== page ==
Gun Violence during COVID-19
Following the Marjory Stoneman Douglas High School shooting and March for Our Lives rally, school districts searched for an answer to end school shootings. In 2020, mass school shootings became obsolete, but it took a worldwide pandemic to do so. While there were concerns about the quality of online schooling, educators and parents realized the unsettling advantage of their students being kept at home.
However, gun violence did not decrease altogether. According to the Gun Violence Archive, about 20,000 Americans were killed by gun violence in 2020. This is more than any other year in the past two decades. Most of our attention was focused on pandemic safety and regulations. Yet, as things start to return to normal, the other chilling normal of American life includes shootings.
In the past month, we’ve seen a concerning increase in mass shootings in public spaces. The Washington Post reports studies on how the pandemic fueled gun violence. Researchers say that “the spread of the coronavirus hampered anti-crime efforts, and the attendant shutdowns compounded unemployment and stress at a time when schools and other community programs were closed or online.” Additionally, after the killing of George Floyd, the public’s confidence in law enforcement declined. These protests combined with the pandemic also led to a surge of firearm sales.
LEFT: Photo from shooting in Boulder, Colorado. RIGHT: Photo from shooting in Atlanta, Georga.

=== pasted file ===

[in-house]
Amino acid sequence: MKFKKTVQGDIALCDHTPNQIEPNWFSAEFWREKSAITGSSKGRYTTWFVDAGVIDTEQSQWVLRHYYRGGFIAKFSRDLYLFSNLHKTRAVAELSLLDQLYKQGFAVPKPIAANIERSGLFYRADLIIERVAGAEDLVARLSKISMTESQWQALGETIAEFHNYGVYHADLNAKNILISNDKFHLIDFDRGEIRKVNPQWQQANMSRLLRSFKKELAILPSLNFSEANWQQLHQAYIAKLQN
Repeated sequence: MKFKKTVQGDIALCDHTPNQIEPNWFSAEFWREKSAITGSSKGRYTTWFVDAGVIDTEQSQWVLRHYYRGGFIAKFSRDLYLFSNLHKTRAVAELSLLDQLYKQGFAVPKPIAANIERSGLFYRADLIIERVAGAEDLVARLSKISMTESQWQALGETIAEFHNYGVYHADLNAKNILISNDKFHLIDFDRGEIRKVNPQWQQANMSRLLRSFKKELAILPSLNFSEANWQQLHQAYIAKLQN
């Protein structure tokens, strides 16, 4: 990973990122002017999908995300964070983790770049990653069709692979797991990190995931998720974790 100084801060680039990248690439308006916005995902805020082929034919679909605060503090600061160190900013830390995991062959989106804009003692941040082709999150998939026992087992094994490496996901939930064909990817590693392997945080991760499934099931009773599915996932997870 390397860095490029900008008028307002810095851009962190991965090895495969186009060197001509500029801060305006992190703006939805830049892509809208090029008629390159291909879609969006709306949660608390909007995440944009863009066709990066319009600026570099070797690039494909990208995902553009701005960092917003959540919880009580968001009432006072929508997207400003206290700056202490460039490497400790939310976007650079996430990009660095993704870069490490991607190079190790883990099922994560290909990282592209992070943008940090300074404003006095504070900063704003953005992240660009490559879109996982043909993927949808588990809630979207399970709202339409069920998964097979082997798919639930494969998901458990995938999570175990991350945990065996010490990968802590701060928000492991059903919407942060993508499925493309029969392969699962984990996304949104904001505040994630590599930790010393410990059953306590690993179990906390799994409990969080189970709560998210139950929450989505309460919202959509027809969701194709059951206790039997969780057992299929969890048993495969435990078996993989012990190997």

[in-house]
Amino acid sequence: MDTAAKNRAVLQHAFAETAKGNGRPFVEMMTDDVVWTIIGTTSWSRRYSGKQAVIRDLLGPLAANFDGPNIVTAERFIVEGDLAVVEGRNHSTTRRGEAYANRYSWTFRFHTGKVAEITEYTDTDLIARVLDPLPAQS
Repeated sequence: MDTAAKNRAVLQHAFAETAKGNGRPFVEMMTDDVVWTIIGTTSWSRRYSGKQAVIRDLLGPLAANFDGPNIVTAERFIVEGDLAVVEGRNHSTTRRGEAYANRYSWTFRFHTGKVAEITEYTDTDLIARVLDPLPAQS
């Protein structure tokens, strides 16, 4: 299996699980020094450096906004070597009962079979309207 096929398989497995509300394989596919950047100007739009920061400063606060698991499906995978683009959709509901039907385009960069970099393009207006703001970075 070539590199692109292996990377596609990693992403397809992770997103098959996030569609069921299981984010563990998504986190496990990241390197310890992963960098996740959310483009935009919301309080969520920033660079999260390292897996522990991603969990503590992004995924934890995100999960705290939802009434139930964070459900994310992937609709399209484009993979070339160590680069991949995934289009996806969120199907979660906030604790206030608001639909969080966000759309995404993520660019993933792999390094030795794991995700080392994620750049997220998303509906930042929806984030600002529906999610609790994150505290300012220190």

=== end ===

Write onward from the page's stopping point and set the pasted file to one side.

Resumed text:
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As fears of gun violence increases, many school districts are back to practicing active shooter drills, despite students attending remotely. Certain states are required by law to provide drills in the case of a school shooting. Administrators in Arlington, Virginia wrote “Although in a virtual setting, we are still obligated to provide safety drills for students.” Though students can practice keeping quiet and hiding under their desks at home, are schools prepared to protect students from the pandemic and gun violence once they fully reopen?
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Schools are reopening with new policies regarding distancing and masks, but some are advocating for policies to prepare schools for the possible increase of school shootings. Kenneth Trump, the president of National School Safety and Security Services claims that the pandemic could have exacerbated conditions where certain students are more likely to act out in violent ways. The isolating environment of quarantine put significant mental stress on people everywhere; however, untreated mental health issues can lead to a higher risk of violence. Nicole Hockley, co-founder of Sandy Hook Promise, also voices her concerns about schools reopening post-pandemic. Though COVID-19 did provide a temporary solution to school shootings in America, the solution created unintended consequences for further violence in a time when the nation isn’t prepared.